Thursday, May 22, 2008

Marketing Talk

Tip of the Day: Keep a word document entitled “Marketing Ideas” open on your desktop all the time. Then, each time you see a cool idea from another blog, listserve, etc., copy/paste it into your document. Some day you’ll sit down to sort it all out (at least that is what I tell myself) and you’ll have loads of great information.

It’s getting about that time. The time when I need to start obsessing about how I will market my book. Only thing is, I haven’t a clue. Sure, I know some of the basics like have a Web site (though I really should work on a better one), have a MySpace, blog around (that sounds kinda dirty doesn’t it?), and I just recently joined Facebook (still not sure I’m doing that one right). But I haven’t thought of any really great marketing ideas for when my book comes out. Yeah, I have over a year before that time but being a true writer I must obsess about every little thing NOW. Right? It seems like everyone else has super fantastic marketing ideas all the time!

People make lots of cute bookmarks and buttons, postcards and pens, but what is really effective? Or does it all just become stuff that no one really pays attention to? I kinda like the postcards myself—because then I use them as a bookmark for that book when I read it (or other books by the author). But other than that, what kinda swag is really a good investment? (really dear readers, what kinda swag do YOU like?).

I know I should do some coffee related stuff—obviously. Just not sure what. Maybe give away free espresso mugs? Or have a party or some book signings in coffee shops? Drink myself silly on espressos before a reading to give everyone a good laugh? Hmmm…this stuff is hard.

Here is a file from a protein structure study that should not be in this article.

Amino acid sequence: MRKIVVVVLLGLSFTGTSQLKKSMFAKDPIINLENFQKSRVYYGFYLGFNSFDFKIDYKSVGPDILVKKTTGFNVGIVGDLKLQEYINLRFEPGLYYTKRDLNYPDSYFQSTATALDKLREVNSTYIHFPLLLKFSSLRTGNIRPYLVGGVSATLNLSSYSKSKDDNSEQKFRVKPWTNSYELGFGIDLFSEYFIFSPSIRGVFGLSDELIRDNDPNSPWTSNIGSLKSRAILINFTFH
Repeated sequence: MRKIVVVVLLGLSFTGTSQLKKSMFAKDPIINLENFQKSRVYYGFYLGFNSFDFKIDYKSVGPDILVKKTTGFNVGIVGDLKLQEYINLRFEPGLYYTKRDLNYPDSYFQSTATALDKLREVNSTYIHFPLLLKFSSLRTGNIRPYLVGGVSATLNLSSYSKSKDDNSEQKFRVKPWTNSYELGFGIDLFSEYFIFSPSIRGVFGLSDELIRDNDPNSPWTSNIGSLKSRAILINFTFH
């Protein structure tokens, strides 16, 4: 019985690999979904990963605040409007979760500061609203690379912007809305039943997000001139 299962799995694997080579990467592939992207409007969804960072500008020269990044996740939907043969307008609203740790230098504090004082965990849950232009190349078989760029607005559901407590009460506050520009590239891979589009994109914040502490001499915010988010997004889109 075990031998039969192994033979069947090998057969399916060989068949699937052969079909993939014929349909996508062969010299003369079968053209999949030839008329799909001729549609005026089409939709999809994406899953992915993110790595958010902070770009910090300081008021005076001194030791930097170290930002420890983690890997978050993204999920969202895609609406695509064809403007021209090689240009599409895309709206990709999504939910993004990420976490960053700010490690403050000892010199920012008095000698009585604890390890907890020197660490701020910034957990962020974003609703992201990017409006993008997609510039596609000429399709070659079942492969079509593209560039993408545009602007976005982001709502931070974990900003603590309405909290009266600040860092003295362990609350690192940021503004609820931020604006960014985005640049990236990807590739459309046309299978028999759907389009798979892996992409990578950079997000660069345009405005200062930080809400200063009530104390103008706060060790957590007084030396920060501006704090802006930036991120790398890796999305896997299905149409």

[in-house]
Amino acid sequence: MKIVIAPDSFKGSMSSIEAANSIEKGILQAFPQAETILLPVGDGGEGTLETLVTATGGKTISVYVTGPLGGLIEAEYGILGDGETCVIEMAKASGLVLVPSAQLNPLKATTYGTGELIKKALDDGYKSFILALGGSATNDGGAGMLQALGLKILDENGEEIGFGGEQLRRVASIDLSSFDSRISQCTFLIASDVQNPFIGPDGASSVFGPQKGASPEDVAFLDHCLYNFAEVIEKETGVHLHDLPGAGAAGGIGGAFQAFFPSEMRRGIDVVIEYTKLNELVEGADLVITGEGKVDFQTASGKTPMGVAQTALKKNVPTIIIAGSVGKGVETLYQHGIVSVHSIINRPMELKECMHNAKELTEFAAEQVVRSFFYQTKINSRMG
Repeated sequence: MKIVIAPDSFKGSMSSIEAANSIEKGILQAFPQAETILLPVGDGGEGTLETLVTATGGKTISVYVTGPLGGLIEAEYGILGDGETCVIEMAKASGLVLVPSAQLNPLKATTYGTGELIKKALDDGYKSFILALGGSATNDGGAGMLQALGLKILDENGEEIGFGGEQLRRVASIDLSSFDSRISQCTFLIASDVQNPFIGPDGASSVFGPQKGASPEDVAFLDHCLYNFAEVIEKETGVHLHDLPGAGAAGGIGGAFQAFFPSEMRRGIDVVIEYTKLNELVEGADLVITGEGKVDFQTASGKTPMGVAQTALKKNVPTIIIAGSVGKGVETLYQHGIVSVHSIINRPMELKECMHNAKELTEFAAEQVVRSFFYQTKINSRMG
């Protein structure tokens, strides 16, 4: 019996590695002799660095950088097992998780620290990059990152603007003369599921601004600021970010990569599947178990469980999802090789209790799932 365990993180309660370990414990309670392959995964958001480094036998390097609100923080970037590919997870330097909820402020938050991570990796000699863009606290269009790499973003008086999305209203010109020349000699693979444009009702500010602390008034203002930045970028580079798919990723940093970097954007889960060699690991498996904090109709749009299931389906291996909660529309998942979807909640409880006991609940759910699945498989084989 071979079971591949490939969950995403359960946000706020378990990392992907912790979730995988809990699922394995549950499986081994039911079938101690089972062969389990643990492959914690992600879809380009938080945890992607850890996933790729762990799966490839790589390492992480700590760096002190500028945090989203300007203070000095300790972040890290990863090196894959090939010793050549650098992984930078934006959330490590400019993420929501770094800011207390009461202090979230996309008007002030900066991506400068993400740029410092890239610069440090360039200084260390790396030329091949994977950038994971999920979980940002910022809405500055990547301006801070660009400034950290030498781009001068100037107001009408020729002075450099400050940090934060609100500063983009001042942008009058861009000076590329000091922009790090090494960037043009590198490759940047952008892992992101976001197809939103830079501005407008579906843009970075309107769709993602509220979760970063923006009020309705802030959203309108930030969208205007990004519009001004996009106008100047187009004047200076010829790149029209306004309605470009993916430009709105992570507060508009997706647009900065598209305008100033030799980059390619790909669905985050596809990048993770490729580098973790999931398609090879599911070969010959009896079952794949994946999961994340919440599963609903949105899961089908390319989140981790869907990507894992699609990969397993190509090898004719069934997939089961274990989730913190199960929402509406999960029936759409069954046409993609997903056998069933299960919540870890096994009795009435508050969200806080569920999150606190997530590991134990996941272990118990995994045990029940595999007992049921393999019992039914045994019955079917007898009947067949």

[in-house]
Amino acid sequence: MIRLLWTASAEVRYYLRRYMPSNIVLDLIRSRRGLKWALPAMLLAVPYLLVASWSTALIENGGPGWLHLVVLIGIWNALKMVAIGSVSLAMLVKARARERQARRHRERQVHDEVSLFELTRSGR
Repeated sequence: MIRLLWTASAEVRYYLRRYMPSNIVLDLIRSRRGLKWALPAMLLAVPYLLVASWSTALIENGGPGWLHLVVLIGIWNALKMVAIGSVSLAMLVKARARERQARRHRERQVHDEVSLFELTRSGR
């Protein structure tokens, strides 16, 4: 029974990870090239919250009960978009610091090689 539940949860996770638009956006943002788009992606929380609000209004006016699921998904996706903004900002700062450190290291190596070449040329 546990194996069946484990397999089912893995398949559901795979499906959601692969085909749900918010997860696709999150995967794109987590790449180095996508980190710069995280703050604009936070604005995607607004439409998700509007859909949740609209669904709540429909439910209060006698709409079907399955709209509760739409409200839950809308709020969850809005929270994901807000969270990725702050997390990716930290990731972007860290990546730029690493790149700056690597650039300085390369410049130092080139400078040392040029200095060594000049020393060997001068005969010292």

And then, how do you market directly to teens? Maybe magazine ads would be a good idea but are they really memorable? And are they worth the huge cost? I wonder if Red Bull sells ad space on the back of their cans.

I’ve heard some authors say that marketing at all is a big waste of time. That your book is either going to be a bestseller or it isn’t (depending on how many copies your first print run is. And that is entirely decided by your publisher. Apparently you need to sell X number of books to hit the bestseller lists and if your pub hasn’t printed that many then your chance of hitting the list disappears). These authors say you should spend your time writing the next book. Which I do. Since selling Espressologist I’ve written 3 more books. Of course, I’m always revising them but that’s how it goes. I’d really like to do some kind of marketing but not get too crazy. And something fun.

Take YA author Stephanie Kuehnert (whose book comes out in July and I will be interviewing her for A2A in June). She and the author of Frenemies, Alexa Young, are setting up something called ROCK AND READ. They are going to host events combining readings with music. How cool is that?

I know I still have time to come up with something snazzy to do but I do feel a nagging pressure to work on marketing now. Or at least figure out what I’m going to do. What about you other authors? Do you worry a lot about marketing? Or just focus on writing the next book?